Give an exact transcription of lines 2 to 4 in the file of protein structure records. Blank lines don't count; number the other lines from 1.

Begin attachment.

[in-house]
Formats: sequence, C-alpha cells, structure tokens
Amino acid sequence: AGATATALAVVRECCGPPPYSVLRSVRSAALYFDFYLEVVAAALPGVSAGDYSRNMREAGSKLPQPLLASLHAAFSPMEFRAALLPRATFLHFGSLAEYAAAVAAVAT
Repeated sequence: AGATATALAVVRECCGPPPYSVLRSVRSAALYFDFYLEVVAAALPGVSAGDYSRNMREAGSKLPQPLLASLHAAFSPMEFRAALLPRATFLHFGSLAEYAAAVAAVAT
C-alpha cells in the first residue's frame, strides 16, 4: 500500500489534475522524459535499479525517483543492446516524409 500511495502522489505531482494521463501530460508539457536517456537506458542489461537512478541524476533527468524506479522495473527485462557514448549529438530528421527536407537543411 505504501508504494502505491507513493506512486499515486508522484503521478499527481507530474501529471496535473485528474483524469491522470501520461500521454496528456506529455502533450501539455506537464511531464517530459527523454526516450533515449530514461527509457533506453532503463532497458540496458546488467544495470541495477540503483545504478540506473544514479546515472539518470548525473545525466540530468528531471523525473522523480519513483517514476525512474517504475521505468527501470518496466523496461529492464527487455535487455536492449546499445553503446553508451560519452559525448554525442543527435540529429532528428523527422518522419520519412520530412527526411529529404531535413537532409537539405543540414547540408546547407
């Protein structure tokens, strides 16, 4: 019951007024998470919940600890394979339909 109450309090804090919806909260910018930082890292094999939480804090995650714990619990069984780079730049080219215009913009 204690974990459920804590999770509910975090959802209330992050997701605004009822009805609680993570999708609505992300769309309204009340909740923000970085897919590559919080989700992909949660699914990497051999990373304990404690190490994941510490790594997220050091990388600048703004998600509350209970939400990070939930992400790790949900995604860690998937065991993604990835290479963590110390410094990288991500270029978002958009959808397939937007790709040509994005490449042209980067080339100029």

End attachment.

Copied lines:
Formats: sequence, C-alpha cells, structure tokens
Amino acid sequence: AGATATALAVVRECCGPPPYSVLRSVRSAALYFDFYLEVVAAALPGVSAGDYSRNMREAGSKLPQPLLASLHAAFSPMEFRAALLPRATFLHFGSLAEYAAAVAAVAT
Repeated sequence: AGATATALAVVRECCGPPPYSVLRSVRSAALYFDFYLEVVAAALPGVSAGDYSRNMREAGSKLPQPLLASLHAAFSPMEFRAALLPRATFLHFGSLAEYAAAVAAVAT